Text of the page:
I think I’d better see the nurse.
I’m sure I should go home today.
It could be fatal if I stay.
I’m nauseated, nearly ill.
I have a fever and a chill.
I have a cold. I have the flu.
I’m turning green and pink and blue.
I have the sweats. I have the shakes,
a stuffy nose, and bellyaches.
My knees are weak. My vision’s blurred.
My throat is sore. My voice is slurred.
I’m strewn with head lice, ticks, and mites.
I’m covered in mosquito bites.
I have a cough, a creak, a croak,
a reddish rash from poison oak,
a feeble head, a weakened heart.
I may just faint or fall apart.
I sprained my ankle, stubbed my toes,
and soon I’ll start to decompose.
And one more thing I have today
that makes me have to go away.
It’s just as bad as all the rest:
I also have a science test.

by Kenn Nesbitt

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seagullsxxxxxxxxxxxxxxxxx

The wind blows on cliffs so high

All you can hear is the seagulls cry

The crashing waves

Echoes in the smugglers caves

Children walking on the cobbled beach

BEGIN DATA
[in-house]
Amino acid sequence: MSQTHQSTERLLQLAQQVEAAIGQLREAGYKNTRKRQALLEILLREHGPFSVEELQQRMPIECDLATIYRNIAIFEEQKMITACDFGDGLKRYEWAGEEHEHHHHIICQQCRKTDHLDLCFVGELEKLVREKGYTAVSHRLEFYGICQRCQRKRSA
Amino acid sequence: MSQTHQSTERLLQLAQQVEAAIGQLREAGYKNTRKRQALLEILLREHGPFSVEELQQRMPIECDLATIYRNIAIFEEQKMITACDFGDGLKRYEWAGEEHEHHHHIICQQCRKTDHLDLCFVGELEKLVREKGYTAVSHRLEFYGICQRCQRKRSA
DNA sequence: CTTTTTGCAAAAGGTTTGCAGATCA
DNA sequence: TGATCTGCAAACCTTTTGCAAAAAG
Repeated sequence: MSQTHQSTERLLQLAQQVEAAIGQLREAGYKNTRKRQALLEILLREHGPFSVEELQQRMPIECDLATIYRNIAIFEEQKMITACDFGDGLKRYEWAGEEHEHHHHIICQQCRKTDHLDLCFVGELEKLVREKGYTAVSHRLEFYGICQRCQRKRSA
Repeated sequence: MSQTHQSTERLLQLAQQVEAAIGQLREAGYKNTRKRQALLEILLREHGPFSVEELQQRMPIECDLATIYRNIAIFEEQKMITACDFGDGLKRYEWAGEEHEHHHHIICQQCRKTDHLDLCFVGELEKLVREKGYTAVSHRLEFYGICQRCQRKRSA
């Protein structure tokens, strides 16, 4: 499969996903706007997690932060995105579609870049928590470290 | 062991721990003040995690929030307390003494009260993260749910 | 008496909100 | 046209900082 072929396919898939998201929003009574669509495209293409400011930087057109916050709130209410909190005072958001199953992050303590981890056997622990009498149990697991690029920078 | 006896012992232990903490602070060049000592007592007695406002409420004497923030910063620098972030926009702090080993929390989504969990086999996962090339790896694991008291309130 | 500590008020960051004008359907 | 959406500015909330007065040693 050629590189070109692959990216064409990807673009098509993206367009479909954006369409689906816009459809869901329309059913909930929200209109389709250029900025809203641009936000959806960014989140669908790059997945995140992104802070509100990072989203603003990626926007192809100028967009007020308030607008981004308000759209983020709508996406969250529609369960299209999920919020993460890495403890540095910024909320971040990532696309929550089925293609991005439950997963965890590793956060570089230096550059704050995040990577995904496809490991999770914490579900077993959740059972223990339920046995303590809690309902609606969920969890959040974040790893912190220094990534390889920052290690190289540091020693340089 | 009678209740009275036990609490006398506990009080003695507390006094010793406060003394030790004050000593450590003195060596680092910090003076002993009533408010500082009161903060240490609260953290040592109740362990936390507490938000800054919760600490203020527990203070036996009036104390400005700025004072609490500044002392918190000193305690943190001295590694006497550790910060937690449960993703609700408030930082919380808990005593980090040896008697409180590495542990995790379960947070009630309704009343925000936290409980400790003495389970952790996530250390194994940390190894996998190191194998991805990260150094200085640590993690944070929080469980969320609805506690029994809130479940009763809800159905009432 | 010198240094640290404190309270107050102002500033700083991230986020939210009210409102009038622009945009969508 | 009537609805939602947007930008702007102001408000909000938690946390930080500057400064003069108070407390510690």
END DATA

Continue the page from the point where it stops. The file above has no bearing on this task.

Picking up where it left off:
You can hear the crunching

Beneath their feet

Fisherman trawling

Crabs are crawling

To escape

The fisherman’s bait

The sea is rolling waves so high

All you can hear is the seagulls cry

They sit and wait for the fisherman’s trawl

On Hastings cobbled beach at early dawn

Gillian Sims

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bill

Most of us have a love-hate relationship with the grocery store. Some coupon-savvy families squeak by on less than $300 a month, while others jam-pack their carts to the tune of $300 a week.

So who’s right?

It depends. We recommend spending 5–15% of your take-home pay on food, which includes groceries and meals out. But even if your food budget falls within that healthy range, maybe you’d still like to see it come down a few notches. Check out these five easy ways to change your grocery shopping habits for the better—without clipping coupons.